There is a lot of talk about Generation Y entering the workplace and demanding a different environment to previous generations, desiring meaning and purpose. This is not new. It is an innate human trait to seek fulfillment and want to do things that matter. What’s changed is the shift in power and control from organisations to the individual.

The industrial revolution created a structure that raised the standard of living for millions of people. But it came with conditions – you trade the majority of your healthy adult life working for an organisation in return for regular payments that enable you to provide for your family. You do not challenge the system because the alternative, if you do not have inherited or accumulated wealth or sponsorship, is to do hard manual labour, be destitute or subsist on welfare handouts. The information age isn’t creating a radically new world, it is creating the global connected version of an old one, local markets and personalised trade between individuals through conversations and relationships. The cost of starting up your own business has reduced dramatically (interestingly, the marketing costs have risen exponentially, but that may be a topic for another post.) Many more people now have a viable alternative, as consumers, as employees, as participants. If current institutions and business systems don’t adapt, new ones will replace them.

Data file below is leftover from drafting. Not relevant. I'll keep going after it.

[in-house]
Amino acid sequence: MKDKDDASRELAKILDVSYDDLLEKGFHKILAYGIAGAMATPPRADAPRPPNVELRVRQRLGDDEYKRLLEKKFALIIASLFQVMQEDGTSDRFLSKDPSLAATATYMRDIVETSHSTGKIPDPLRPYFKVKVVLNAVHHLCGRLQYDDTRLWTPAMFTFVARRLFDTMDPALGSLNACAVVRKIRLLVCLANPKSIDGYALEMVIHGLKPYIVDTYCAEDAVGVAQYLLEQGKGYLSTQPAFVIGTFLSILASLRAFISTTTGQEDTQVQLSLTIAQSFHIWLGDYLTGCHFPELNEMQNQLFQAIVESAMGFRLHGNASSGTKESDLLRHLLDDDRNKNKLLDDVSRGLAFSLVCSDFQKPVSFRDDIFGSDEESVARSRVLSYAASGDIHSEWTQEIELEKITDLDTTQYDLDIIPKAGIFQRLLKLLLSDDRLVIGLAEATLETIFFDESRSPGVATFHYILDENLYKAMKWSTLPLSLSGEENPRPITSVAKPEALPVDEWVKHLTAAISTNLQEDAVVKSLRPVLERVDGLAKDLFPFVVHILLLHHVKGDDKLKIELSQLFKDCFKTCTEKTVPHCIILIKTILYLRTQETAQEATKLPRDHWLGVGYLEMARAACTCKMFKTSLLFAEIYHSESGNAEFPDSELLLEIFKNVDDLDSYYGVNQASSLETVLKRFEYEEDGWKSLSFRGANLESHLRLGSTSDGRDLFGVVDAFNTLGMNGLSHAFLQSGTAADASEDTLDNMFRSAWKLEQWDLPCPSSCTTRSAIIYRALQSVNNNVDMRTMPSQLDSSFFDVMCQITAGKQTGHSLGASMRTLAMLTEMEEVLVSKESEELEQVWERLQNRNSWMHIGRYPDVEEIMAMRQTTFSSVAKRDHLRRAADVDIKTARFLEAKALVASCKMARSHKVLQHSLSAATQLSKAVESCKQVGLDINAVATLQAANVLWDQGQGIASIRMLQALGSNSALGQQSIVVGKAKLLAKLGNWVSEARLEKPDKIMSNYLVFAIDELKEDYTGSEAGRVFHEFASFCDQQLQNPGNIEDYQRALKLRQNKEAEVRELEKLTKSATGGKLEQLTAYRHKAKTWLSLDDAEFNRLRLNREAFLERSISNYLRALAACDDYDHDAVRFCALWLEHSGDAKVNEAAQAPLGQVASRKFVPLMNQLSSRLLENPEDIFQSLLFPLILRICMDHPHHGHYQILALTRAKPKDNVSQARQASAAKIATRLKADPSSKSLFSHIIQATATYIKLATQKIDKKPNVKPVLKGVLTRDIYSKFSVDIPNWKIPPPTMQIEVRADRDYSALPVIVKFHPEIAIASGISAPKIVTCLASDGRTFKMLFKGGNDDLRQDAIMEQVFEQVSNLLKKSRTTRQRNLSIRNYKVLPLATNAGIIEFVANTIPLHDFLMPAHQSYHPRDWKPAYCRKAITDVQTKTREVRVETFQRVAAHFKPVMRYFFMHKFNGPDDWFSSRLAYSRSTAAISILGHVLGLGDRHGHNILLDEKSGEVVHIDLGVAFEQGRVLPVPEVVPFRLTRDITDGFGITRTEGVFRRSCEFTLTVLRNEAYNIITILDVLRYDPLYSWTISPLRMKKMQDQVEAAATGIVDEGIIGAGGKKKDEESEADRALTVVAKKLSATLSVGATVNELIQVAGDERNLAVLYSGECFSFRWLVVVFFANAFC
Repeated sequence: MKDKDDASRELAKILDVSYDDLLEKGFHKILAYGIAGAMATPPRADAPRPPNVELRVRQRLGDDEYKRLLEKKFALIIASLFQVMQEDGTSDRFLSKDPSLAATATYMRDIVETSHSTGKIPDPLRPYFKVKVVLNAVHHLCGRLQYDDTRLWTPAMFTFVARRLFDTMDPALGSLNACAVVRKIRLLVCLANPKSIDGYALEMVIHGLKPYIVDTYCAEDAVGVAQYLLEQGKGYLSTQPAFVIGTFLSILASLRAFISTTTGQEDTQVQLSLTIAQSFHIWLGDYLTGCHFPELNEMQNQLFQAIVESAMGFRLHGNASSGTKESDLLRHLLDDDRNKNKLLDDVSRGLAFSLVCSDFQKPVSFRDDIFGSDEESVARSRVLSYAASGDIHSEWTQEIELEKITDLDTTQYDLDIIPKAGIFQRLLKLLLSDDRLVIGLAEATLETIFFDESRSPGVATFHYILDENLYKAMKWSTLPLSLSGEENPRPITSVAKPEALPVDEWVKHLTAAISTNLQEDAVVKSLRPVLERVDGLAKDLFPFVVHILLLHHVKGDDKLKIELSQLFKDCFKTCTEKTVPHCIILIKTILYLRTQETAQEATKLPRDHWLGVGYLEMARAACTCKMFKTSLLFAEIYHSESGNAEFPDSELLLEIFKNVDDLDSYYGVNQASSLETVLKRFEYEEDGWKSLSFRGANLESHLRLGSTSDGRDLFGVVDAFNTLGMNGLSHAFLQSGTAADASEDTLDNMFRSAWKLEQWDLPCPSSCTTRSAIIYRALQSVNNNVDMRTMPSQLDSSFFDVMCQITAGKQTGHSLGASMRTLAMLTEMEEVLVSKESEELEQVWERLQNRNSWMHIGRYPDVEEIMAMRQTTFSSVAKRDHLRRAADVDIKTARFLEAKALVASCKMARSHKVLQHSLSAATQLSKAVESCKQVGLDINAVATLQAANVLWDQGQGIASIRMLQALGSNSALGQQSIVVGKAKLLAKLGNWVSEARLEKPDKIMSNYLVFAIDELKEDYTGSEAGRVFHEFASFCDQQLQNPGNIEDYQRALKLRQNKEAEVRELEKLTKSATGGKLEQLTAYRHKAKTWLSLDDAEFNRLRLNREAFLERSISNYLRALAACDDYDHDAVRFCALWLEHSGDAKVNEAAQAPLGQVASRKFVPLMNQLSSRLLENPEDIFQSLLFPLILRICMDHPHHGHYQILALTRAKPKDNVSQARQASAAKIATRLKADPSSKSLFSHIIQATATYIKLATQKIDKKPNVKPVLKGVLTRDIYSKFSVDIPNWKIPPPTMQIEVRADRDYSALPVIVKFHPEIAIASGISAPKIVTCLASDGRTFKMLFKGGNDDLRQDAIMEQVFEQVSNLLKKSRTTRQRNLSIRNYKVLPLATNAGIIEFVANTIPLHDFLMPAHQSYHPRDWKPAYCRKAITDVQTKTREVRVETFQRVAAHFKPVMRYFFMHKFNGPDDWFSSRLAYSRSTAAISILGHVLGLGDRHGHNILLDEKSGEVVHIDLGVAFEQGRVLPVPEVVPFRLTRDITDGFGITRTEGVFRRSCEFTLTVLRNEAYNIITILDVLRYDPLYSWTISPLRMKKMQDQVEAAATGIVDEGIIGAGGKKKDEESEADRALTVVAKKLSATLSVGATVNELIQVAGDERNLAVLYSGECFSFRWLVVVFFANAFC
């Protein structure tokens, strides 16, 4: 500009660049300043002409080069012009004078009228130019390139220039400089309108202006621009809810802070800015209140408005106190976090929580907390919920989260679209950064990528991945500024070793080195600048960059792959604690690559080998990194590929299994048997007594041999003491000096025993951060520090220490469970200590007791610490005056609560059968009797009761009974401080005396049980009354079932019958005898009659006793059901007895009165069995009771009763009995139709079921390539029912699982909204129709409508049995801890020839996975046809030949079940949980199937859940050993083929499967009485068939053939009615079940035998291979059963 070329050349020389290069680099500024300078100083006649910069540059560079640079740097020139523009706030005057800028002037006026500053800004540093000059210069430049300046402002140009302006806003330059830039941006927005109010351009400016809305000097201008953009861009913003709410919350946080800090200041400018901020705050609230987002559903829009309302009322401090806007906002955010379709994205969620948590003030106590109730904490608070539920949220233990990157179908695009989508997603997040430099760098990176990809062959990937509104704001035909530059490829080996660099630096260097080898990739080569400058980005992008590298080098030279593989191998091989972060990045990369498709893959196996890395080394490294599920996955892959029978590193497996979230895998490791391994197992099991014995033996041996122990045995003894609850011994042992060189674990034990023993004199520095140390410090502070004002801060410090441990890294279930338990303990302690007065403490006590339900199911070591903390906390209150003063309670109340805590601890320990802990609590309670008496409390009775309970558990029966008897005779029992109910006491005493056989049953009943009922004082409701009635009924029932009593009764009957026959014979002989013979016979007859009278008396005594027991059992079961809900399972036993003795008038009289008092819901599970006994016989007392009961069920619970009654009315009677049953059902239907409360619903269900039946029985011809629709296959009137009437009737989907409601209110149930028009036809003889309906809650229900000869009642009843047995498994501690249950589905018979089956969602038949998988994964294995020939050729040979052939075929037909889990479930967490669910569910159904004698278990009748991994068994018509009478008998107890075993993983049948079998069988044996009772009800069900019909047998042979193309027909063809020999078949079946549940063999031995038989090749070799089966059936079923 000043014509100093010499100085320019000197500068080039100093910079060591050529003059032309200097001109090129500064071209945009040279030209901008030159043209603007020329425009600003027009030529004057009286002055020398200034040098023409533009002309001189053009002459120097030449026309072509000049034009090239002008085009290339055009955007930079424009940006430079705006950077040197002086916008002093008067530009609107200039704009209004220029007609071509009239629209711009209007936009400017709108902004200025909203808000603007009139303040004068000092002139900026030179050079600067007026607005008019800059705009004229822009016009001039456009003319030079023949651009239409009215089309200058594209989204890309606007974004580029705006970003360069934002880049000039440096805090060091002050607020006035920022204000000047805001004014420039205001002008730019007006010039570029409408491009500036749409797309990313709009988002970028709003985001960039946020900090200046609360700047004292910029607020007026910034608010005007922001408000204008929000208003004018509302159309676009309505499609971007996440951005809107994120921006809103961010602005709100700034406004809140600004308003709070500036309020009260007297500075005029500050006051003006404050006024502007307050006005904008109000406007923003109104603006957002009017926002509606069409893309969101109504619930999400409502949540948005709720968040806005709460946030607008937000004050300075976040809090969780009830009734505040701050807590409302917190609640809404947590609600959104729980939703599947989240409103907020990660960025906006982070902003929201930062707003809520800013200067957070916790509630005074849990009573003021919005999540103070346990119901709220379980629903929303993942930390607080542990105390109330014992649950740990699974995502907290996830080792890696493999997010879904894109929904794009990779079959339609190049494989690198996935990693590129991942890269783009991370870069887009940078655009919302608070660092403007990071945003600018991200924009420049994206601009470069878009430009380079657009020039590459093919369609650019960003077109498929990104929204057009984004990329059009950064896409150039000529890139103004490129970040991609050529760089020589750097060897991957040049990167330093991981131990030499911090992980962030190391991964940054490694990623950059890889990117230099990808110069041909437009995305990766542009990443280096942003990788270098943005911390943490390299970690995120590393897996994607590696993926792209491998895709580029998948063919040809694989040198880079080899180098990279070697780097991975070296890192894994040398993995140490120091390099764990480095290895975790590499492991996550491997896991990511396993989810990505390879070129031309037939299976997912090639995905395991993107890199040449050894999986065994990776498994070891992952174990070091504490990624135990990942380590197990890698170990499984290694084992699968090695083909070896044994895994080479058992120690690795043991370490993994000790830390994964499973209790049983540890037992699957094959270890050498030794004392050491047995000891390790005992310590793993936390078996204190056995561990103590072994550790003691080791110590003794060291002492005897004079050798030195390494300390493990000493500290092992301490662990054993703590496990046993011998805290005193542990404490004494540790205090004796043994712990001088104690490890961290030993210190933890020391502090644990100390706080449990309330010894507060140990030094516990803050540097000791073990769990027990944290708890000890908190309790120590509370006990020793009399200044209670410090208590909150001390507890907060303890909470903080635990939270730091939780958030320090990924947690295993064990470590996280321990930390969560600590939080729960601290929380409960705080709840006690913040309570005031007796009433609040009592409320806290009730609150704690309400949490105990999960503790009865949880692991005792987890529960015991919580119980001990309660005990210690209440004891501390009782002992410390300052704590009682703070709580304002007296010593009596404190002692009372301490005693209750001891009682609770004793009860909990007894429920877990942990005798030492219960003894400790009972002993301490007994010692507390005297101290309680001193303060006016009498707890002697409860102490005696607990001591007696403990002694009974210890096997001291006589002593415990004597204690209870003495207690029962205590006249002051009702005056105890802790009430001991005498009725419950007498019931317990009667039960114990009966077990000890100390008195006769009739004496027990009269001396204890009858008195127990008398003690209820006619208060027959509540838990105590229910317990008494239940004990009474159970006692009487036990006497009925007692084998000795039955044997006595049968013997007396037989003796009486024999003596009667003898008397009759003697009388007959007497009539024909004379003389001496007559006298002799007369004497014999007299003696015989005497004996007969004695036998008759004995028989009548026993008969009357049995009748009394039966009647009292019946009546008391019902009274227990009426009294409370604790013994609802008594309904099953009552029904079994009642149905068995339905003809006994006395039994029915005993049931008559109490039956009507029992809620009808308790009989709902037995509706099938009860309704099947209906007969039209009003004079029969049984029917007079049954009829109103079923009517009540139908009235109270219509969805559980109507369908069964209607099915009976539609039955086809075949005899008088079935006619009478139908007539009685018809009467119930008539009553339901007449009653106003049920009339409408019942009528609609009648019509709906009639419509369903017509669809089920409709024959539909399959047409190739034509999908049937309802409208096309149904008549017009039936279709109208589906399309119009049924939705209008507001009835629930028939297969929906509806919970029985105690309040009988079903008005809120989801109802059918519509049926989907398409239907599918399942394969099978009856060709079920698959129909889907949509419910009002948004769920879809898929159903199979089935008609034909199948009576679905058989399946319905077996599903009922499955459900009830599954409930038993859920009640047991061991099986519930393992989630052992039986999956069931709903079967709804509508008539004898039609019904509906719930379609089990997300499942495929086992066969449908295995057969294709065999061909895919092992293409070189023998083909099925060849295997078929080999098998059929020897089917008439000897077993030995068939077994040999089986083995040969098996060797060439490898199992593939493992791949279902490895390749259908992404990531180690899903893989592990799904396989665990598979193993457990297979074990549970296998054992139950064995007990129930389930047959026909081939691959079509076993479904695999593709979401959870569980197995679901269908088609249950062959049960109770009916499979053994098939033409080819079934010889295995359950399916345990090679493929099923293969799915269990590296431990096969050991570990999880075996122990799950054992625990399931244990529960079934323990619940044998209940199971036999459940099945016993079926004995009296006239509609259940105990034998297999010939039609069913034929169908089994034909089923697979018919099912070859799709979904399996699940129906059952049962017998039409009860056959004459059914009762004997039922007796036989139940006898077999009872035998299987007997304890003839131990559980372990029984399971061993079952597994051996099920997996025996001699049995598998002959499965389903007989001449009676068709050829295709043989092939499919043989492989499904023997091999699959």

This is part of a series looking into next-generation IT and the future workplace.

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Hacker!Featured image: iStockPhoto